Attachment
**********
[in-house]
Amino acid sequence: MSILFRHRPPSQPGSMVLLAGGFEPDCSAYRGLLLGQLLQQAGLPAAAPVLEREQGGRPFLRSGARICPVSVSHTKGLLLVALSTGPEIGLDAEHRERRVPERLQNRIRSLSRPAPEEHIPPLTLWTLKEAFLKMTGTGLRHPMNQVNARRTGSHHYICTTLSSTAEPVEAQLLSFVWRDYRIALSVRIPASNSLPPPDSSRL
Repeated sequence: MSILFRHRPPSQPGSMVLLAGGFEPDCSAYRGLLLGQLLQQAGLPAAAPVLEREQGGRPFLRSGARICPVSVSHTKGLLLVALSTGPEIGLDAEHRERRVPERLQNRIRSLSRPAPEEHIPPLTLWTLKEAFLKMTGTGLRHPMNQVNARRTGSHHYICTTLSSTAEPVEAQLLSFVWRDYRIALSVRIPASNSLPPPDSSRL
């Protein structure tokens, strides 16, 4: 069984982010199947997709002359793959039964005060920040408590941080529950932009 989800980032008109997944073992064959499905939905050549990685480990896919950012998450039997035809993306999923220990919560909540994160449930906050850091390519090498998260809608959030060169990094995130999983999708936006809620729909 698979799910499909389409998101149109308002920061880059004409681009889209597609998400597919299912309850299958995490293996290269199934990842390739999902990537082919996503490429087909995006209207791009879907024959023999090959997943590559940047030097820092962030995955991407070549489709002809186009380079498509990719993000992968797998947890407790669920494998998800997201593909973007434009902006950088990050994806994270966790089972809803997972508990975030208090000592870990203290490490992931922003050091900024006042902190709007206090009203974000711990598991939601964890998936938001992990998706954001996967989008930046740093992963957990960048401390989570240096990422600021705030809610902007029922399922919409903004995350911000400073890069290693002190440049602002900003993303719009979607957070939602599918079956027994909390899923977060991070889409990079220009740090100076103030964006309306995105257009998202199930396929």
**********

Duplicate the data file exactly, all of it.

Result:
[in-house]
Amino acid sequence: MSILFRHRPPSQPGSMVLLAGGFEPDCSAYRGLLLGQLLQQAGLPAAAPVLEREQGGRPFLRSGARICPVSVSHTKGLLLVALSTGPEIGLDAEHRERRVPERLQNRIRSLSRPAPEEHIPPLTLWTLKEAFLKMTGTGLRHPMNQVNARRTGSHHYICTTLSSTAEPVEAQLLSFVWRDYRIALSVRIPASNSLPPPDSSRL
Repeated sequence: MSILFRHRPPSQPGSMVLLAGGFEPDCSAYRGLLLGQLLQQAGLPAAAPVLEREQGGRPFLRSGARICPVSVSHTKGLLLVALSTGPEIGLDAEHRERRVPERLQNRIRSLSRPAPEEHIPPLTLWTLKEAFLKMTGTGLRHPMNQVNARRTGSHHYICTTLSSTAEPVEAQLLSFVWRDYRIALSVRIPASNSLPPPDSSRL
């Protein structure tokens, strides 16, 4: 069984982010199947997709002359793959039964005060920040408590941080529950932009 989800980032008109997944073992064959499905939905050549990685480990896919950012998450039997035809993306999923220990919560909540994160449930906050850091390519090498998260809608959030060169990094995130999983999708936006809620729909 698979799910499909389409998101149109308002920061880059004409681009889209597609998400597919299912309850299958995490293996290269199934990842390739999902990537082919996503490429087909995006209207791009879907024959023999090959997943590559940047030097820092962030995955991407070549489709002809186009380079498509990719993000992968797998947890407790669920494998998800997201593909973007434009902006950088990050994806994270966790089972809803997972508990975030208090000592870990203290490490992931922003050091900024006042902190709007206090009203974000711990598991939601964890998936938001992990998706954001996967989008930046740093992963957990960048401390989570240096990422600021705030809610902007029922399922919409903004995350911000400073890069290693002190440049602002900003993303719009979607957070939602599918079956027994909390899923977060991070889409990079220009740090100076103030964006309306995105257009998202199930396929």